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Nesbitt slams auto insurance reform legislation

Legislation that would dial back some parts of Michigan’s 2019 auto insurance reform law is being slammed by state Senator Aric Nesbitt.
He tells us the package approved with mostly Democratic support this week would set up a new fee schedule to pay for long-term care of those who have suffered serious injuries.   The legislation comes after some medical providers complained they couldn’t continue caring for some patients after the 2019 law was passed. Nesbitt says this will gut that law.
“It’s really increasing costs for Michigan drivers across the board, increasing reimbursement rates, and bailing out some healthcare providers while increasing the insurance rates,” Nesbitt said.
Nesbitt says those with catastrophic injuries could receive treatment through other avenues as they do in other states.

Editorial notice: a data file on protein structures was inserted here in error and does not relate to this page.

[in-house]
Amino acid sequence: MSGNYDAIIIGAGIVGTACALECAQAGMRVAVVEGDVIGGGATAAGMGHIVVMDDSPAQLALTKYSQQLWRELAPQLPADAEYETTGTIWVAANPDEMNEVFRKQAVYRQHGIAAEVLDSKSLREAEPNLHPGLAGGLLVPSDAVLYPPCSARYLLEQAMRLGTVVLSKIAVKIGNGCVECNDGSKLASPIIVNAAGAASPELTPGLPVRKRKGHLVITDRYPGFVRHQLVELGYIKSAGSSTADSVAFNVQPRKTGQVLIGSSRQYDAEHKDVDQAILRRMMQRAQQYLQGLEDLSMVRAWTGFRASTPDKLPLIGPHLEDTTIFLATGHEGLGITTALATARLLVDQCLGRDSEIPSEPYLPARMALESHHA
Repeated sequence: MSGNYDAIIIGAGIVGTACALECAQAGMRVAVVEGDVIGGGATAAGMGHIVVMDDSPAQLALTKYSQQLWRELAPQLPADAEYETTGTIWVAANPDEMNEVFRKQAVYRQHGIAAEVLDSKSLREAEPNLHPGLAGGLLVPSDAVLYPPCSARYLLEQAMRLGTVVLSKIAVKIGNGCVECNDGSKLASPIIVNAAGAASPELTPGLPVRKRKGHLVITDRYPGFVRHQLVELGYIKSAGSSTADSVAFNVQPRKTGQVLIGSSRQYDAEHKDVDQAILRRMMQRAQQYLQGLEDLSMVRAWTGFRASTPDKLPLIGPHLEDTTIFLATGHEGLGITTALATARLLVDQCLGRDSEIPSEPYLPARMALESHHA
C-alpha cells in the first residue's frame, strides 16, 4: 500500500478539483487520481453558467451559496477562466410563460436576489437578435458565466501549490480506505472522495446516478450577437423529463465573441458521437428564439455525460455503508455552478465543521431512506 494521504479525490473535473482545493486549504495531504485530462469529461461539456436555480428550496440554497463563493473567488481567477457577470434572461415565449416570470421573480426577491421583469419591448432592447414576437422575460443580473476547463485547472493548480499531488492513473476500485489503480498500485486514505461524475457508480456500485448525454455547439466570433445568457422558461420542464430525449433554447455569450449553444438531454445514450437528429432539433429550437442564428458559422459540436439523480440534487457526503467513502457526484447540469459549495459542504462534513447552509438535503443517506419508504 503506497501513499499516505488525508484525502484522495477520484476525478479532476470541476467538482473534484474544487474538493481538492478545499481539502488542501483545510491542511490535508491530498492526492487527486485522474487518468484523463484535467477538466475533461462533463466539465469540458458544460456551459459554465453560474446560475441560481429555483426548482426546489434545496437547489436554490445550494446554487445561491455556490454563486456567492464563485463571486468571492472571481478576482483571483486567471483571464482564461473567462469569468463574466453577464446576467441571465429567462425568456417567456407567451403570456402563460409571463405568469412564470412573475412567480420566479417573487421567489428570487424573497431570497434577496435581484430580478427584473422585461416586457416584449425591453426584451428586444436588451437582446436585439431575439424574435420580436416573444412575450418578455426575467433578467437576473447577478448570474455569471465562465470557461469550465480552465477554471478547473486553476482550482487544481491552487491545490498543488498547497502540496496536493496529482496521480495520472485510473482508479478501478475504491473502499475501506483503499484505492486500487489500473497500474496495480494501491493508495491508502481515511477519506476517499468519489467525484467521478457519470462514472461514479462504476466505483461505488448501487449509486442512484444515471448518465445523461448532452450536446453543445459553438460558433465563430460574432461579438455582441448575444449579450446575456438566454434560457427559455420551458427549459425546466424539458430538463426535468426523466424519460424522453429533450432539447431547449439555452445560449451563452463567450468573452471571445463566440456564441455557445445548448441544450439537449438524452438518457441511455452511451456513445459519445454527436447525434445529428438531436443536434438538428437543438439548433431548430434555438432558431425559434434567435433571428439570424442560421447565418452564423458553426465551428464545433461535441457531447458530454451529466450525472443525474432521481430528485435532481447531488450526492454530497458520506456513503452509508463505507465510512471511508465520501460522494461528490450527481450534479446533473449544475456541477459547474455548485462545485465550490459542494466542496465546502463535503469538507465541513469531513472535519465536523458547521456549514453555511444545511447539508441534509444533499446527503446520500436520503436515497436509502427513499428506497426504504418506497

“What happened four years ago is that some of these folks never wanted to come to the table, didn’t want any reforms that the one-size-fits-all mandate of unlimited lifetime benefits, and they didn’t want to find any cost savings at all, and what they’re trying to do now is a complete, wholesale undoing of the reforms of 2019 instead of doing the surgical reforms that you’d find good consensus on.”
Governor Gretchen Whitmer’s office came out against the legislation, saying it will increase costs. Nesbitt says this is one of the few times you’ll find him agreeing with Whitmer.
The package was approved in the Senate with all but one Democrat voting yes and four Republicans joining them. Nesbitt believes the package will be altered in the House, where it’s now headed.
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